Broccoli Sprouts: One of Nature's Top Cancer-Fighting Foods
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Broccoli Sprouts: One of Nature's Top Cancer-Fighting Foods

Dr. Josh Axe — Food is Medicine
Feb 8, 2018

Because they aren't as readily available as regular broccoli, you might be tempted to pass on broccoli sprouts. However, I'm confident that once you know the amazing things scientists have discovered these sprouts can accomplish, you'll rethink that position

[Food is Medicine] Sometimes, powerful world-changers come in small packages. Believe it or not, this is very true for broccoli sprouts, the precursor to mature broccoli. (Photo Credit: Dr. Josh Axe/ Food is Medicine)

Until the last couple of decades, vegetable sprouts were given little to no attention from a nutritional standpoint. However, a 1997 piece in the New York Times changed all that, making the general public aware of the incredible cancer-fighting compounds found in broccoli sprouts.

Because they aren’t as readily available as regular broccoli, you might be tempted to pass on broccoli sprouts. However, I’m confident that once you know the amazing things scientists have discovered these sprouts can accomplish, you’ll rethink that position. (Maybe I’ll even convince you to start growing them at home!)

What Are Broccoli Sprouts?

Many people assume that broccoli sprouts are essentially the same as mature broccoli from a nutritional standpoint. However, that couldn’t be further from the truth — broccoli sprouts may not have the high quantity of vitamins like K and C found in adult broccoli, but they contain a great deal more glucosinolates.

Why does it matter if broccoli sprouts contain high amounts of glucosinolates? For that, let’s get into a little food science.

Brassica vegetables, including broccoli sprouts as well as other cruciferous veggies (kale, arugula, radishes and more) contain an enzyme called myrosinase that functions as part of gut bacteria to break down glucosinolates into their “usable” forms, one category of which is known as isothiocyanates.

Isothiocyanates seem to activate other enzymes responsible for transforming and/or removing xenobiotics (disease-causing compounds) from the body. Some sources describe this process as a “host defense mechanism” that is activated by relatively small amounts of isothiocyanates and causes your body to employ its natural disease-fighting power. (1)

Broccoli sprouts contain extremely high levels of glucoraphanin, the glucosinolate precursor to the isothiocyanate sulforaphane. Actually, these sprouts pack between 10–100 times the amount of glucoraphanin than adult broccoli. (2) The exact quantity of glucoraphanin depends on the date picked (three days seems to be the ultimate sweet spot) and how the sprouts are prepared (raw is best — cooking eliminates a lot of the myrosinase). To most effectively take advantage of these compounds, thoroughly chew your sprouts. (3)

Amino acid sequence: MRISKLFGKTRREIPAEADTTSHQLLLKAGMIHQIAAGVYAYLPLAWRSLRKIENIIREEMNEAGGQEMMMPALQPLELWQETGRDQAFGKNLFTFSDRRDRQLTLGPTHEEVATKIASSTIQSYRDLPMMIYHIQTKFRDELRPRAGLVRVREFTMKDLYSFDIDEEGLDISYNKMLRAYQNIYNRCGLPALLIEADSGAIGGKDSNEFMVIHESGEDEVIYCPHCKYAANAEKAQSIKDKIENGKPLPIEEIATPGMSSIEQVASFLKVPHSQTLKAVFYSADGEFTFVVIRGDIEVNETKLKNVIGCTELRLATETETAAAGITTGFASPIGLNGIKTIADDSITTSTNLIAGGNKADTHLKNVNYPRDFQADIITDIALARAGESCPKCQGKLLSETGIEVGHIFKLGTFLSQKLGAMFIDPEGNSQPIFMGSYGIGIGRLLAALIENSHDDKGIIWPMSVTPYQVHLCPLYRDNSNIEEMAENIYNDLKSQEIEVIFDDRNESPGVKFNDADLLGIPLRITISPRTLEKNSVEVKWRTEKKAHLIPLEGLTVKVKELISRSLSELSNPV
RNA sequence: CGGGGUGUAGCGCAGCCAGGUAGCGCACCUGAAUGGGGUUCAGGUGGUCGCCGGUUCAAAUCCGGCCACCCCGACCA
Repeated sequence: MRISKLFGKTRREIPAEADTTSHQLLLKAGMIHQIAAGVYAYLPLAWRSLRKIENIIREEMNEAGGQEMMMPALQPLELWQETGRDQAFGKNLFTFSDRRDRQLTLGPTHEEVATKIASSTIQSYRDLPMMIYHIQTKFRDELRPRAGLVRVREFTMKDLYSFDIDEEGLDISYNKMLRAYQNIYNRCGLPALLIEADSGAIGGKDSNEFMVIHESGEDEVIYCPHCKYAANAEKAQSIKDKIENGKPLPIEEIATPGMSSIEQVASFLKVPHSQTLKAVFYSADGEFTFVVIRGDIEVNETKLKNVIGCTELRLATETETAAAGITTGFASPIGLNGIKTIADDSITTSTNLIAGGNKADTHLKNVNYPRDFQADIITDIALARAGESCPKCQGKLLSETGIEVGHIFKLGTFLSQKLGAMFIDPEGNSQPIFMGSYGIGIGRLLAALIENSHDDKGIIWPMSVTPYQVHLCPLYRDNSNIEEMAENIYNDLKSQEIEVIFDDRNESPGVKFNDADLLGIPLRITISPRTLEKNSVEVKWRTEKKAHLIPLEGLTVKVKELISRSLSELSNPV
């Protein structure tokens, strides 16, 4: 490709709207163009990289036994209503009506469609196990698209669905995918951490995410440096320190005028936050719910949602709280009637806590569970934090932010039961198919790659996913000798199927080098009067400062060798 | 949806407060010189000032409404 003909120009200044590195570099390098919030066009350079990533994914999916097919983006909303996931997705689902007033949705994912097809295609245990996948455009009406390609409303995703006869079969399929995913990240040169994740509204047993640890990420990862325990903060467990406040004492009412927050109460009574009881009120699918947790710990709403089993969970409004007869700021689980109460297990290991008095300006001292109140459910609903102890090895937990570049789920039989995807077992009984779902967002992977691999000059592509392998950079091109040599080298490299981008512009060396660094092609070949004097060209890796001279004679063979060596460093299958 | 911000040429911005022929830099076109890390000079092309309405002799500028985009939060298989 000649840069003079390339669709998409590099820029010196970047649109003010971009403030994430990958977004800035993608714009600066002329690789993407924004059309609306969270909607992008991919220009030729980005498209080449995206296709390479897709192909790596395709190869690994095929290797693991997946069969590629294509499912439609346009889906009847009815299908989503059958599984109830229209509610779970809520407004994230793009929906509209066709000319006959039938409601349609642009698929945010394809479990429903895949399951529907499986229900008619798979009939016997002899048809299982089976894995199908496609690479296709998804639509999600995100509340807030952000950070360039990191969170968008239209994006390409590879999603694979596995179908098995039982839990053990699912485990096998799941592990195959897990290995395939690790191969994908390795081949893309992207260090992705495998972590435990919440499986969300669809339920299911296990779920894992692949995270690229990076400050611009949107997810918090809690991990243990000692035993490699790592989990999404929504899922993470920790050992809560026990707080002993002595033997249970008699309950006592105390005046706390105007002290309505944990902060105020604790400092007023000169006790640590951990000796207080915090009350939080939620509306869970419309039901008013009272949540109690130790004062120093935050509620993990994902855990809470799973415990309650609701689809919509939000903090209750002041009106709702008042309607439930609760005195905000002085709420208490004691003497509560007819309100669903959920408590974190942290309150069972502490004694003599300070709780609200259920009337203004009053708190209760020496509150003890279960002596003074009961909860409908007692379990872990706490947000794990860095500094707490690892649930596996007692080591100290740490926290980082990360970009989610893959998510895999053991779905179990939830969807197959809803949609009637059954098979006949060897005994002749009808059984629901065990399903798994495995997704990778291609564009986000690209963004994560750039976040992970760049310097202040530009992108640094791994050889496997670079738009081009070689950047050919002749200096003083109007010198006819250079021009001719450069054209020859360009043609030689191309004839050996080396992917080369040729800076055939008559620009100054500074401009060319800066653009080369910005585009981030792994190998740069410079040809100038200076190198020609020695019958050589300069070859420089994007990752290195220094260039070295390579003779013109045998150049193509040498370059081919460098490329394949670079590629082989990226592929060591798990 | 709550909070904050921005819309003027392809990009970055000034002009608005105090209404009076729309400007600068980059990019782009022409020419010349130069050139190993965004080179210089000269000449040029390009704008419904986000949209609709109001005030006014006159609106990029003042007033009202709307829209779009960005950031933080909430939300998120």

Still with me? Let’s simplify it for the remainder of this article. Like most researchers, I’ll simply refer to this incredible compound as sulforaphane (as opposed to glucosinolate-derived sulforaphane or myrosinase-accompanied glucoraphanin).

Now that we’ve established how this works, let’s talk a little bit about why we should care about sulforaphane.

For one, this compound has some super impressive cancer-preventing and cancer-fighting capabilities that I’ll discuss in detail in just a moment, but that’s not the only thing it can do. Sulforaphane has been shown to support the heart, bones and respiratory system, and it might help your body fight off a common infection, detoxify environmental chemicals, combat autoimmune disease and even protect your brain after serious injury.

One way sulforaphane seems to accomplish these things is through epigenetics, an exciting new scientific discovery about how genetic changes can be accomplished by changes to diet and lifestyle. Epigenetics is the science of the “layer” on top of our DNA that instructs cells to turn off and on, how to function, and so on. Sulforaphane has been found to influence the epigenetic layer of certain parts of DNA that influence a number of disease-fighting functions.

Sound too good to be true? Just wait until you hear the science behind it all.

Benefits of Broccoli Sprouts

  1. May Fight and Prevent Cancer – including throat, lung, colon, prostate, breast, bladder, skin cancers
  2. Might Benefit the Heart
  3. Support Strong Bones
  4. Might Help Fight H. pylori Infection
  5. Detoxify the Body
  6. May Improve Respiratory Function
  7. Can Be Part of a Multiple Sclerosis Diet
  8. Could Protect Your Brain
  1. May Fight and Prevent Cancer

Remember that 1997 article in the New York Times? The title of that piece is “Researchers Find a Concentrated Anticancer Substance in Broccoli Sprouts.” More than any other phenomenon, the ability of broccoli sprouts to fight cancer is its most extensively researched and well-known feature.

How does it work?

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